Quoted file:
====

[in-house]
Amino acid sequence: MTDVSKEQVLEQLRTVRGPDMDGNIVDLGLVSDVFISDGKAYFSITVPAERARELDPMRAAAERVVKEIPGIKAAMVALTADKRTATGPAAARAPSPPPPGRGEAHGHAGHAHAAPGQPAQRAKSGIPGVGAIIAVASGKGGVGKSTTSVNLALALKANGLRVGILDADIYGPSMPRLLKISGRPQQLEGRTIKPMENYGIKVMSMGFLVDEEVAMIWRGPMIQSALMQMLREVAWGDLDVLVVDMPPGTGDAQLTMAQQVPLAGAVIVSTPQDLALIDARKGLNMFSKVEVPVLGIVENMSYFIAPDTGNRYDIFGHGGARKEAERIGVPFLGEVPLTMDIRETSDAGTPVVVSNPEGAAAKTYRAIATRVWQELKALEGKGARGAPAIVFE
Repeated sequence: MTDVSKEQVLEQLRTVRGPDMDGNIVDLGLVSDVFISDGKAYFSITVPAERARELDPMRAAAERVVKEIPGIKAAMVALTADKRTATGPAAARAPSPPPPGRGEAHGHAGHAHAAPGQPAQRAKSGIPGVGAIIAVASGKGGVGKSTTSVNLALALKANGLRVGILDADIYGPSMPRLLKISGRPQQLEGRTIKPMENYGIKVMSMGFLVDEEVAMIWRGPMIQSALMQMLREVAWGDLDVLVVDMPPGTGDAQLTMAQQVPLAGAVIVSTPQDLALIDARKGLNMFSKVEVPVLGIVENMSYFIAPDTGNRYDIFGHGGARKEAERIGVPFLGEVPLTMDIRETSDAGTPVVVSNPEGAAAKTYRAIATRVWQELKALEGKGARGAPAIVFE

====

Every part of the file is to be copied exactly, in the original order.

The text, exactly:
[in-house]
Amino acid sequence: MTDVSKEQVLEQLRTVRGPDMDGNIVDLGLVSDVFISDGKAYFSITVPAERARELDPMRAAAERVVKEIPGIKAAMVALTADKRTATGPAAARAPSPPPPGRGEAHGHAGHAHAAPGQPAQRAKSGIPGVGAIIAVASGKGGVGKSTTSVNLALALKANGLRVGILDADIYGPSMPRLLKISGRPQQLEGRTIKPMENYGIKVMSMGFLVDEEVAMIWRGPMIQSALMQMLREVAWGDLDVLVVDMPPGTGDAQLTMAQQVPLAGAVIVSTPQDLALIDARKGLNMFSKVEVPVLGIVENMSYFIAPDTGNRYDIFGHGGARKEAERIGVPFLGEVPLTMDIRETSDAGTPVVVSNPEGAAAKTYRAIATRVWQELKALEGKGARGAPAIVFE
Repeated sequence: MTDVSKEQVLEQLRTVRGPDMDGNIVDLGLVSDVFISDGKAYFSITVPAERARELDPMRAAAERVVKEIPGIKAAMVALTADKRTATGPAAARAPSPPPPGRGEAHGHAGHAHAAPGQPAQRAKSGIPGVGAIIAVASGKGGVGKSTTSVNLALALKANGLRVGILDADIYGPSMPRLLKISGRPQQLEGRTIKPMENYGIKVMSMGFLVDEEVAMIWRGPMIQSALMQMLREVAWGDLDVLVVDMPPGTGDAQLTMAQQVPLAGAVIVSTPQDLALIDARKGLNMFSKVEVPVLGIVENMSYFIAPDTGNRYDIFGHGGARKEAERIGVPFLGEVPLTMDIRETSDAGTPVVVSNPEGAAAKTYRAIATRVWQELKALEGKGARGAPAIVFE